Photo by Curt Yeomans
Retired Georgia Department of Corrections Surveillance Officer Cicero Parks explains Wednesday how he could tell that a gun used to kill Clayton County Sheriff’s Deputy Rick Daly was stolen from his apartment in 2009.
The gun used to shoot Clayton County Sheriff’s Deputy Rick Daly last year was a state-issued law enforcement weapon that was stolen two-and-a-half years ago, according to a now-retired officer, and a federal agent.
In a surprise twist Wednesday afternoon, retired Georgia Department of Corrections Surveillance Officer Cicero Parks took the witness stand in the trial of Veasa Johnathan Bun, and testified that the gun Bun allegedly used to shoot and kill Daly on July 20, 2011, was stolen from his Conyers apartment in September 2009.
Parks said the gun had been assigned to him by the Department of Corrections, to carry out his duties as one of its officers. He identified the gun on the witness stand, after closely examining it and comparing the weapon’s serial number against records he had for his missing gun.
“This is my weapon,” said Parks. “It’s a Glock, and the serial numbers are the same.”
Parks’ revelation that the gun used to kill a sheriff’s deputy was once used to aide law enforcement was buried in an afternoon filled with forensic testimony from Georgia Bureau of Investigations fingerprint and DNA experts. Those experts testified that they found Bun’s fingerprints and DNA on the weapon during analysis of the gun, following the shooting of Daly.
Federal Bureau of Alcohol, Tobacco, Firearms and Explosives Special Agent Jeff Reed was the first witness to testify that the weapon had been stolen, and was previously a state law enforcement weapon. He said he made the discovery while running a trace on the gun, at the request of investigators who were looking into Daly’s death.
Reed testified that the gun was made in Australia, and imported to the U.S. by Smyrna-based Glock, Incorporated. He added that the gun entered the state’s public safety inventory in 1996.
“The trace information detailed that once Glock, in Smyrna, Ga., received the gun, which was imported from Australia, that they sold the gun to the training academy — the Georgia Public Safety Training Center, located in Forsyth, Ga.,” Reed said.
Late in the evening of July 20, 2011, however, the gun that was once intended to be used to help fight crime was being collected from a wooded area in Riverdale, by law enforcement officers. They had to find out if it ended up being used to kill the type of person it was supposed to be operated by.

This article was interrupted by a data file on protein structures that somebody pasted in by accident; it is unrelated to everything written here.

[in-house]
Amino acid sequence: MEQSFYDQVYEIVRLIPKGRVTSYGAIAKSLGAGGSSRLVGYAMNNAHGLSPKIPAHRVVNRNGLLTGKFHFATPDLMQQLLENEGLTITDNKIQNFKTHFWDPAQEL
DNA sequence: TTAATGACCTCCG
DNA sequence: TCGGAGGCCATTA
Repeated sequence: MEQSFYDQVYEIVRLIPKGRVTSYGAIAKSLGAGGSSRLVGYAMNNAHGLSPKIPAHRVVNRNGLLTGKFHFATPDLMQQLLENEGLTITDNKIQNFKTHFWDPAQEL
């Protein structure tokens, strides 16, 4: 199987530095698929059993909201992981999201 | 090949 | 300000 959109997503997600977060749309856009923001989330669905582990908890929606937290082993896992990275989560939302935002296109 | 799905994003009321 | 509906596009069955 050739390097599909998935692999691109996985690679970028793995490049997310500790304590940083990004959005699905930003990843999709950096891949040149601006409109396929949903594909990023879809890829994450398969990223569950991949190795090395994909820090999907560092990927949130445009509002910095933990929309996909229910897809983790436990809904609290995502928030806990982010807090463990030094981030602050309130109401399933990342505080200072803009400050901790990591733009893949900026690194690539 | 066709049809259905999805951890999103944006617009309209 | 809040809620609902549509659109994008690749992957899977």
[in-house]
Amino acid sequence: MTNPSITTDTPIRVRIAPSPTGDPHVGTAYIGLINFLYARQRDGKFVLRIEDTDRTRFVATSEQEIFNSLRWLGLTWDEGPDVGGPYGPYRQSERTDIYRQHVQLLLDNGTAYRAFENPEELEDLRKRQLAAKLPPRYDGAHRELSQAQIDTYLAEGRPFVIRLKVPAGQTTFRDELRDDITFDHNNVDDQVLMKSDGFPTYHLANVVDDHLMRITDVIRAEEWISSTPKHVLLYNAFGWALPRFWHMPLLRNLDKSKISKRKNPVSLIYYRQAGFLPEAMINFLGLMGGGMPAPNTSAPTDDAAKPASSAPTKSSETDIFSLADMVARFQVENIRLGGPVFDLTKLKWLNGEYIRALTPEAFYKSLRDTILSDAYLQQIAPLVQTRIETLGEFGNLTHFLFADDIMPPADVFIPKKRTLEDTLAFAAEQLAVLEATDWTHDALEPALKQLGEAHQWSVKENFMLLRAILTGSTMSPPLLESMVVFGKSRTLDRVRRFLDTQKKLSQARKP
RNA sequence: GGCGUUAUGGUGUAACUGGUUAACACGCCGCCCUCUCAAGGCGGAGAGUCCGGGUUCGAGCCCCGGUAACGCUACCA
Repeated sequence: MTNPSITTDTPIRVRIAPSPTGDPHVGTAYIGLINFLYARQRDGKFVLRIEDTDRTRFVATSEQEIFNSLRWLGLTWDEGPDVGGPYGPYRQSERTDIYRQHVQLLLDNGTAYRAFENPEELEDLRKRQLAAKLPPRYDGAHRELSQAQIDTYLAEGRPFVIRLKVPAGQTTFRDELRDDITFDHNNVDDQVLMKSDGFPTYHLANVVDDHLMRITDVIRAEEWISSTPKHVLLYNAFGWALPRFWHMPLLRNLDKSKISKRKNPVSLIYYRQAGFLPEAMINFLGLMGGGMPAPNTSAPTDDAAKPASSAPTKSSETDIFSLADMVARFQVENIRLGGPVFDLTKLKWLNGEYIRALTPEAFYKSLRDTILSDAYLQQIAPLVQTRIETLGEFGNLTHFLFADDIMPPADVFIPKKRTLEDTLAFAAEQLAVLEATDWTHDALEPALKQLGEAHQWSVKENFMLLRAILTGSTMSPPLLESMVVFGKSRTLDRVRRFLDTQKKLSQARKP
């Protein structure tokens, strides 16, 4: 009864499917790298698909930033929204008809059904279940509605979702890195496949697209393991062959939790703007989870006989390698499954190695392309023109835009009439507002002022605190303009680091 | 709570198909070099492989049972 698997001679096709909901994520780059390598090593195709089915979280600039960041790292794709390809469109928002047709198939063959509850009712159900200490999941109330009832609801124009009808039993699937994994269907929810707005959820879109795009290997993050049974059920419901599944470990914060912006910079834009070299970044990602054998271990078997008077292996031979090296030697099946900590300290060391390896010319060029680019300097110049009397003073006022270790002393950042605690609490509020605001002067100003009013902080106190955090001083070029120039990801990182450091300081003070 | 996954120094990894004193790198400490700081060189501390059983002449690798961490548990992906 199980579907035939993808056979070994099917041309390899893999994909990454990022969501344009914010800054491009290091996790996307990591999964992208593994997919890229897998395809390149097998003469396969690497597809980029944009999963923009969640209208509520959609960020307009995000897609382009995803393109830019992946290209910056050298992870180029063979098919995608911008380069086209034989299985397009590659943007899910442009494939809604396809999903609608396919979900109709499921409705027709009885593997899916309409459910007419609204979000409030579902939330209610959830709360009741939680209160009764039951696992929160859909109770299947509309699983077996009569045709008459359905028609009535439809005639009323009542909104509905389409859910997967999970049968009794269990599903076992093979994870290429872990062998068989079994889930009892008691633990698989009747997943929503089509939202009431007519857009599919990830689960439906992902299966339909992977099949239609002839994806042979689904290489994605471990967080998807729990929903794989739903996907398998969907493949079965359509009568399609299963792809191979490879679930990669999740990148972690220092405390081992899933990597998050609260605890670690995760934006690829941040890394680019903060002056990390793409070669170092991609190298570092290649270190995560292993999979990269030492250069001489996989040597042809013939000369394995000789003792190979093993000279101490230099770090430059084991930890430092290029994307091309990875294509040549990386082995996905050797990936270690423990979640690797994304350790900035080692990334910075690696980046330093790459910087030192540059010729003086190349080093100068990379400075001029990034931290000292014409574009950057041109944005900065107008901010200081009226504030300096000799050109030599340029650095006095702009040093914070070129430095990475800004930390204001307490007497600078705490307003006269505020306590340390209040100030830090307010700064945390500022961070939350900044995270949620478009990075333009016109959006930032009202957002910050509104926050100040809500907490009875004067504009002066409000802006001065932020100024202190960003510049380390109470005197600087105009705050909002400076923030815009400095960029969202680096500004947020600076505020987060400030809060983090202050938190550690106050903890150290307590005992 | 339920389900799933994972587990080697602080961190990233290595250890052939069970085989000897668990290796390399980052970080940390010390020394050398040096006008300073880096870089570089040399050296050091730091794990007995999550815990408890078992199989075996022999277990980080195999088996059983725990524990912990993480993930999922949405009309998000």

Parks said that Wednesday was the first time he had seen the weapon since it was stolen on Sept. 30, 2009. He added, however, that the weapon had been altered since it was stolen from his apartment. He explained that someone added a laser sight, which emits a laser to show where the gun is pointed.
“You can target an individual by using it as a sight,” Parks said.
Earlier in the day, three Fayette County Sheriff’s deputies and a Clayton County Police officer recounted how they found, and took Bun into custody, following an hours-long manhunt through a wooded area filled with ponds and thick brush. Fayette County Sheriff’s Deputy Brent Rowan said he found Bun while searching a “foxhole” tunnel created by trees growing over a fence near one of the ponds.
“I was crawling through the foxhole when my light hit a subject laying in a fetal position,” said Rowan, who was referring to Bun. He added that Bun was in a spot where he could see everything to his left, right and straight ahead, while keeping his back against heavily wooded brush. “He had stationed himself in a position that was very tactical,” the deputy explained.
Rowan said he ordered Bun to show him his hands, but the teenager refused to obey his commands. At that point, fellow Fayette County Deputy Earl Hanners sent his K-9 dog, Kai, into the brush to capture Bun, since officers were not sure if he planned to shoot at any other law enforcement officers.
“All he’d have to do is shoot, and we’d have another catastrophe,” Hanners said. “He’d already shot one officer.”
The dog, instead, ended up getting confused and biting Rowan in the bicep, causing him to accidentally fire his gun, according to Hanners. Rowan then had to be taken to a hospital.
Another Fayette County Sheriff’s Office K-9 handler, Investigator Christopher Robinson, testified that he then sent his dog, Caine, into the brush to apprehend Bun. “My dog was released and he bit the suspect in the head, and shoulder area,” the investigator said. He explained that he sent his dog into the brush after he heard the shot fired by Rowan’s gun, and then saw Rowan, Hanners and Kai “roll” out of the brush covered in blood.
“I thought one, or both of them, had been shot,” Robinson said.
Prosecutors are set to wrap up their case Thursday. They are expected to begin at 9 a.m., with the playing of a video recording of Bun being interviewed by investigators hours after his arrest, and the medical examiner who performed an autopsy on Daly is expected to follow as their final witness.
Defense Attorney Lloyd Matthews declined to say whether Bun will testify, but he admitted that “I have no witnesses” that can testify in his client’s behalf.